The lesson – if the “container contract” theory is used to attack a delegation clause, be sure to first determine whether there is a container.
Federal question jurisdiction and the FAA
The Fifth Circuit addressed federal subject matter jurisdiction in the context of the removal of a state court action to vacate an arbitration award, Badgerow v. Walters, 2020 U.S. App. LEXIS 29339 (Sept. 15, 2020). The matter began routinely, with a panel of arbitrators dismissing plaintiff’s employment-based claims against Ameriprise Financial Services and three of its advisors. Plaintiff filed a motion to vacate the award in Louisiana state court; the defendants removed the action to federal court. Plaintiff moved to remand, arguing that there was no subject matter jurisdiction over the petition to vacate. The District Court denied the motion, holding that it had federal question jurisdiction, and rejected the Plaintiff’s claims on the merits. Plaintiff appealed only the jurisdictional grounds, not attacking the merits portion of the District Court’s decision. The Circuit panel, Jolly, J., applied the “look-through” analysis developed by SCOTUS in Vaden v. Discover Bank, 556 U.S. 49 (2009), which the Fifth Circuit had extended to petitions to vacate. Under that approach, the court determines whether the dispute underlying the arbitration is a matter over which the court would have had federal question jurisdiction if that claim had been brought as litigation; if so, there is jurisdiction to consider an application to confirm or vacate under the FAA. Holding that the gravamen of Ms. Badgerow’s claims arose out of principles underlying Title VII, a federal discrimination act, the court found federal question subject matter jurisdiction and affirmed the denial of Badgerow’s motion to remand. A tangential issue, probably of interest only to those actually litigating this issue, is whether the “look-through” relates only to claims against parties to the federal litigation or to the entire arbitrated controversy, including claims against those arbitral parties who are not parties to the ensuing proceeding seeking to confirm or vacate.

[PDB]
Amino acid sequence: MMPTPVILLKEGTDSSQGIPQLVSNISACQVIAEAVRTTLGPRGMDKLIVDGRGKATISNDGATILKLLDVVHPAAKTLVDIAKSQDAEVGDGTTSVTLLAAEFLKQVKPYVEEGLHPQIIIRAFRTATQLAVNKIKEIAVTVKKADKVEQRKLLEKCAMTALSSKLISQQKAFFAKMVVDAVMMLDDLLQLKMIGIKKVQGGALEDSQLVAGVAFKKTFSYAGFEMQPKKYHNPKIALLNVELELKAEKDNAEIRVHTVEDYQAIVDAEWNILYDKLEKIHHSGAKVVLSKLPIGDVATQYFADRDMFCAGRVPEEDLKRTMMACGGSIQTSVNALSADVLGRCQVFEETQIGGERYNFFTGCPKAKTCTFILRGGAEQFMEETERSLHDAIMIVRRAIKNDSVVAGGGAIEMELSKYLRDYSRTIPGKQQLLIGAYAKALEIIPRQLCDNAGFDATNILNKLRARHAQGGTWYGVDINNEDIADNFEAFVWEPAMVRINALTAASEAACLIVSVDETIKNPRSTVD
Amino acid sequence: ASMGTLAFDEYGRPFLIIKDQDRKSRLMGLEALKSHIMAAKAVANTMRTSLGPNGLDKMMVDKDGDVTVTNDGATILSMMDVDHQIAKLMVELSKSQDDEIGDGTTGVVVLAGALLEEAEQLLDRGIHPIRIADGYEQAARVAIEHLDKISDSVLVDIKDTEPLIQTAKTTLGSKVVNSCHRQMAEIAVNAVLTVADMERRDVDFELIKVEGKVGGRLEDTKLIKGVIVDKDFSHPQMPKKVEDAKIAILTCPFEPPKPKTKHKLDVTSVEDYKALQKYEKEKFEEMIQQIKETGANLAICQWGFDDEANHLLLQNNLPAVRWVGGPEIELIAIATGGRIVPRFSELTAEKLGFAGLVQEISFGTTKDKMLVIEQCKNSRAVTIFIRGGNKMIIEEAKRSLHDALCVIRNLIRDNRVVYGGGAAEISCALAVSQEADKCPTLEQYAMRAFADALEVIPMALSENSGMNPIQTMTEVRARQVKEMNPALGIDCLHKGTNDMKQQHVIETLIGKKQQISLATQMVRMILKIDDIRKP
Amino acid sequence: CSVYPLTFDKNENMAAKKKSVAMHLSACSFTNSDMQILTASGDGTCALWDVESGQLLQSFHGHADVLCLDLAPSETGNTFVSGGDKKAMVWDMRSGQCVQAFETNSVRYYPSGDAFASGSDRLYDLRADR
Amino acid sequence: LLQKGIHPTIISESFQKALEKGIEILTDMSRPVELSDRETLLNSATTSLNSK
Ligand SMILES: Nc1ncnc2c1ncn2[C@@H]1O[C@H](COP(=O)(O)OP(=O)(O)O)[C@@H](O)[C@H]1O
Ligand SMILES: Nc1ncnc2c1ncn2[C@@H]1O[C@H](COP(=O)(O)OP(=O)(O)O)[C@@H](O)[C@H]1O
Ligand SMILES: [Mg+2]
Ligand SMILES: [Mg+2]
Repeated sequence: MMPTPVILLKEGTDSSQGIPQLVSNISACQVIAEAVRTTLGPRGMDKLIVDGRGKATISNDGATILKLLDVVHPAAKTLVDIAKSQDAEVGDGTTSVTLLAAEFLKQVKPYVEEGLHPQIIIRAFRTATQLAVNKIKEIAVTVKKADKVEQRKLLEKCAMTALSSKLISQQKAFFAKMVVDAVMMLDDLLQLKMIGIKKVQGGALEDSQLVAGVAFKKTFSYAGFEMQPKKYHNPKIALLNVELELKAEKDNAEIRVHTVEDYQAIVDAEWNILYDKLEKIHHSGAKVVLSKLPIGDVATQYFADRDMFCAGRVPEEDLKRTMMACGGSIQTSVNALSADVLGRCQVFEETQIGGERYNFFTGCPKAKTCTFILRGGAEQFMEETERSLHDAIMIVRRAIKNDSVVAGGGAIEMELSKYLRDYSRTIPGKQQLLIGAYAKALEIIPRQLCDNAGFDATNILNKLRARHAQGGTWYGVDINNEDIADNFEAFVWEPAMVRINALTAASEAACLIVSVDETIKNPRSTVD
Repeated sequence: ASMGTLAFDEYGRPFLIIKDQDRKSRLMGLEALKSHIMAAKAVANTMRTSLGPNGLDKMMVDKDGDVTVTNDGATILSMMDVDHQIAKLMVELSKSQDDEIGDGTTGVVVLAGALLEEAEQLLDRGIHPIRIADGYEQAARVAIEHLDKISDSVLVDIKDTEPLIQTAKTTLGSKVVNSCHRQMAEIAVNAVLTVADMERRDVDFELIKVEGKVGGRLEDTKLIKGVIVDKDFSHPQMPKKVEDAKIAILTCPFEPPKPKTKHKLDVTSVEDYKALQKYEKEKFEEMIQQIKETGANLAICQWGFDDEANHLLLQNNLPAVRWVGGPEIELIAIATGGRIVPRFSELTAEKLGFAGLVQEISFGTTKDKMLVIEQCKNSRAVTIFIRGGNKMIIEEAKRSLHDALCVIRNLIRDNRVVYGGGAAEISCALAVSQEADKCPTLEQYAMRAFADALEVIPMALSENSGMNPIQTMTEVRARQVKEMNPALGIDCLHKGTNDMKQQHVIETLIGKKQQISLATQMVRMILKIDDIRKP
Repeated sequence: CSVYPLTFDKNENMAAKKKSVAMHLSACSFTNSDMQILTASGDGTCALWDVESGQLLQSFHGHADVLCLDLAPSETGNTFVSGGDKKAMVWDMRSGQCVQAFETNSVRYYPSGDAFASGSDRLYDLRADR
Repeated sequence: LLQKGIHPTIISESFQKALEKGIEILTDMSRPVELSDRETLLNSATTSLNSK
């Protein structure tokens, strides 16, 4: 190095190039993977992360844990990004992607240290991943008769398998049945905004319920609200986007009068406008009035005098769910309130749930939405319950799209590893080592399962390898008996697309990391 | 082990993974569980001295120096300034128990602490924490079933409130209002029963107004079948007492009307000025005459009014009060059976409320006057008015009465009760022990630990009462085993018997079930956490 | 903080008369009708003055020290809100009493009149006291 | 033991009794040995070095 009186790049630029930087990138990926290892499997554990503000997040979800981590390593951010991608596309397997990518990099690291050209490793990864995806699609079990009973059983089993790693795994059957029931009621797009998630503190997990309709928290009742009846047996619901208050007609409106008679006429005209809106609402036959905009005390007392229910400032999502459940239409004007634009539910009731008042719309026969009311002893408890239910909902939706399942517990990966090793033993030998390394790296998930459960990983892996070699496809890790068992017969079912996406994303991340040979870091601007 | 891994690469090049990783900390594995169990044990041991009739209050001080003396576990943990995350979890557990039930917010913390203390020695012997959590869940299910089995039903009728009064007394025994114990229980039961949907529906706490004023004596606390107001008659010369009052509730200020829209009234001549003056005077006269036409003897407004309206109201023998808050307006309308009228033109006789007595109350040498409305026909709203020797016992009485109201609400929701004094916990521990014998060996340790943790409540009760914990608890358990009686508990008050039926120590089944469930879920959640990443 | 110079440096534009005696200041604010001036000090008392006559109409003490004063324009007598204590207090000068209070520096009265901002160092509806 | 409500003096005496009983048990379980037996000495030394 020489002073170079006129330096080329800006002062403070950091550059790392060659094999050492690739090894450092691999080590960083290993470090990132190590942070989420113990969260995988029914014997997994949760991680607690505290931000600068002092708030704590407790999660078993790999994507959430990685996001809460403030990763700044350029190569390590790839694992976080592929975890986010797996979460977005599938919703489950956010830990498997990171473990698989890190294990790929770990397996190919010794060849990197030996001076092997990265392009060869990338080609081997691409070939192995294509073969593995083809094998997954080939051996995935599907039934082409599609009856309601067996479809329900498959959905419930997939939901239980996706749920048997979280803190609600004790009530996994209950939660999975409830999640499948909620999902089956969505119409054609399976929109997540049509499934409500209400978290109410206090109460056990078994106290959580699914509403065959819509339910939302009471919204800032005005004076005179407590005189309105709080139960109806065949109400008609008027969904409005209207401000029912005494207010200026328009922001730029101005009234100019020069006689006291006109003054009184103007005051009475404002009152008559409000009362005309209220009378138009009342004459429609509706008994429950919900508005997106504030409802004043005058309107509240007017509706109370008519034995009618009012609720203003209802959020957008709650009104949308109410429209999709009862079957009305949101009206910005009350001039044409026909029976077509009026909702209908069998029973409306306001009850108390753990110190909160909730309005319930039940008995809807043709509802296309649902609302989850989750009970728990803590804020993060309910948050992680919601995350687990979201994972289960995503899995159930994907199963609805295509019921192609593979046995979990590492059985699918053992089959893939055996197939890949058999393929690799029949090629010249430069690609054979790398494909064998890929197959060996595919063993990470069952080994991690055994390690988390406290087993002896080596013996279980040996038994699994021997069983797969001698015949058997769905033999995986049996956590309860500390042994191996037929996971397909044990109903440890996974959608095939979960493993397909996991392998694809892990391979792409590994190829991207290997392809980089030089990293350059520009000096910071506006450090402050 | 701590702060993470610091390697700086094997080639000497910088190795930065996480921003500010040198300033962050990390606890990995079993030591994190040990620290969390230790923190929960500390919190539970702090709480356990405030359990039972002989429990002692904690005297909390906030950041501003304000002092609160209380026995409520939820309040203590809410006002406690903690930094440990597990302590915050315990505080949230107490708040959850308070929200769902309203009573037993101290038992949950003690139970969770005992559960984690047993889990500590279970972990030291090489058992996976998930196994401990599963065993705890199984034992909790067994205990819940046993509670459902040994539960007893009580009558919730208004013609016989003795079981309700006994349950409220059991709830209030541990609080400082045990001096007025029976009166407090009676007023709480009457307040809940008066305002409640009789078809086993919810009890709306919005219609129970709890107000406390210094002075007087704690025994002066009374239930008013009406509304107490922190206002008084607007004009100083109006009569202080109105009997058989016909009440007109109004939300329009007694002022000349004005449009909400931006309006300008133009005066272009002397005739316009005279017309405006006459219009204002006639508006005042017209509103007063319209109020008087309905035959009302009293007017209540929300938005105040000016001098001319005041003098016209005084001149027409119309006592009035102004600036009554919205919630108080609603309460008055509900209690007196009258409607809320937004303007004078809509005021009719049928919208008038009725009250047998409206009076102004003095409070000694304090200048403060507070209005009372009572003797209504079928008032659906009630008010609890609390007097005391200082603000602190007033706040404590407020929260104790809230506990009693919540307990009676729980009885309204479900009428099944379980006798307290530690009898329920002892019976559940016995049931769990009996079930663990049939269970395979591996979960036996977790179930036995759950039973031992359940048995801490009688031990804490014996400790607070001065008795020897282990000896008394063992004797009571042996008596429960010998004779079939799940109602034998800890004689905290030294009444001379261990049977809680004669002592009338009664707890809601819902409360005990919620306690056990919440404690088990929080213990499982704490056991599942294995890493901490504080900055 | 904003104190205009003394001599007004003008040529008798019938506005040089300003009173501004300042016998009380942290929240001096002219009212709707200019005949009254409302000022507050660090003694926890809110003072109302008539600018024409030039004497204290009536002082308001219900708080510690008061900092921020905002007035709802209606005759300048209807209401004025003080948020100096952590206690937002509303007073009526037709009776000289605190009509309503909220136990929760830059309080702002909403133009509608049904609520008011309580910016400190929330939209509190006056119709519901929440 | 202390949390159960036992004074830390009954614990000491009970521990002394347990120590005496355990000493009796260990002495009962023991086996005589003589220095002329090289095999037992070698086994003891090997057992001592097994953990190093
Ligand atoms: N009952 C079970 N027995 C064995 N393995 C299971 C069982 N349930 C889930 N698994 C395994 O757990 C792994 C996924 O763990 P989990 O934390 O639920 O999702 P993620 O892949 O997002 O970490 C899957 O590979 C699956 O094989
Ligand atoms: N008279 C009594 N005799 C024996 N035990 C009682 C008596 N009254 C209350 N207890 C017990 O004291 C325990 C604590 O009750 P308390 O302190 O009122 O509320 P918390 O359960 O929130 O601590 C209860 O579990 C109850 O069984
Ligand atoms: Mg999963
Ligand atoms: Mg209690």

There were two cases that, while interesting, are narrow in their application to most practices. I will highlight them, though, in case the issues raised happen to be on your desk.